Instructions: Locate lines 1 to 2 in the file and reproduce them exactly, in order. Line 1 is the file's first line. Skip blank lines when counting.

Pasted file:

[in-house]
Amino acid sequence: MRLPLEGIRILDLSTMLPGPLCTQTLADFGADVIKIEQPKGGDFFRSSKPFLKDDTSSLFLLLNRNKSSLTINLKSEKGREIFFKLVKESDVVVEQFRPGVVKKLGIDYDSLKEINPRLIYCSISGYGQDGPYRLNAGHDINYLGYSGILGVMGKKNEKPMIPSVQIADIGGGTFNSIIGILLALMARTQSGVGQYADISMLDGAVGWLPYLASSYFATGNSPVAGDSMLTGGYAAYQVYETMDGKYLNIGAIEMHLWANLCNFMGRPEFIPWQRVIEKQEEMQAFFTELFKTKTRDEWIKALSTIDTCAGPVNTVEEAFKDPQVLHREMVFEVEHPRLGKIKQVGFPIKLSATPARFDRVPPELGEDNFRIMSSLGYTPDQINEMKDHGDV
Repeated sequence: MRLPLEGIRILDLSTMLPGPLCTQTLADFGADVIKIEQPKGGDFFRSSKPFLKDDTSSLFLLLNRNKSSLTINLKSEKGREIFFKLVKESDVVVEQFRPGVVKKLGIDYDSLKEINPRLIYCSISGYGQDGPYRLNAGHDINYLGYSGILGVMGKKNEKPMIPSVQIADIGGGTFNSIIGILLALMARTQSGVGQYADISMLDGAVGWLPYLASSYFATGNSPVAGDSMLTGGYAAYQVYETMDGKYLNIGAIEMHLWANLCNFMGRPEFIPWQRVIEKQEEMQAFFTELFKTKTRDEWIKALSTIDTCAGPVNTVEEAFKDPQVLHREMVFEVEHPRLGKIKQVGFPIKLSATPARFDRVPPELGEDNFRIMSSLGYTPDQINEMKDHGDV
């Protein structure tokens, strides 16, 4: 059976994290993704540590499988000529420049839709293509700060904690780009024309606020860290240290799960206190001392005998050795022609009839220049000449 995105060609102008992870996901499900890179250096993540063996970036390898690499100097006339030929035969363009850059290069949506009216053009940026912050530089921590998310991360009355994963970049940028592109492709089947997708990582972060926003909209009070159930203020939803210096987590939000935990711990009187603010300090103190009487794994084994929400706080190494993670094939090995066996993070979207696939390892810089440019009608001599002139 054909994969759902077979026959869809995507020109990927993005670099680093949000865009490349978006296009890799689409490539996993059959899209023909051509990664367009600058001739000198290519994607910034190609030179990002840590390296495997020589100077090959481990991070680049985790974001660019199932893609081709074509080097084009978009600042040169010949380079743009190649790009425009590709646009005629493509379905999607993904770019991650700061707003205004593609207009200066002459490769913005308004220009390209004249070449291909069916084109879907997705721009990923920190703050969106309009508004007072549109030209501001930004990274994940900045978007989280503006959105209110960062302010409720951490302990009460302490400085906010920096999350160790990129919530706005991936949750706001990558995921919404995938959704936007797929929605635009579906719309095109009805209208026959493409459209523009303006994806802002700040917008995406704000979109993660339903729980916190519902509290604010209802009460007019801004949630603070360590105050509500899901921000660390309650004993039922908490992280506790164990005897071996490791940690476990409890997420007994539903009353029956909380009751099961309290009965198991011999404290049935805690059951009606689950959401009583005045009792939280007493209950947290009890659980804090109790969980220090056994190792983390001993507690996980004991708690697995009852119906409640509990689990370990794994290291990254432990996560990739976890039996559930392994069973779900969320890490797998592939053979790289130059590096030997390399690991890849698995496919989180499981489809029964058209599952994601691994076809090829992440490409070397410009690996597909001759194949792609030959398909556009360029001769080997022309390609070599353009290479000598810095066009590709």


[in-house]
Amino acid sequence: MRLPLEGIRILDLSTMLPGPLCTQTLADFGADVIKIEQPKGGDFFRSSKPFLKDDTSSLFLLLNRNKSSLTINLKSEKGREIFFKLVKESDVVVEQFRPGVVKKLGIDYDSLKEINPRLIYCSISGYGQDGPYRLNAGHDINYLGYSGILGVMGKKNEKPMIPSVQIADIGGGTFNSIIGILLALMARTQSGVGQYADISMLDGAVGWLPYLASSYFATGNSPVAGDSMLTGGYAAYQVYETMDGKYLNIGAIEMHLWANLCNFMGRPEFIPWQRVIEKQEEMQAFFTELFKTKTRDEWIKALSTIDTCAGPVNTVEEAFKDPQVLHREMVFEVEHPRLGKIKQVGFPIKLSATPARFDRVPPELGEDNFRIMSSLGYTPDQINEMKDHGDV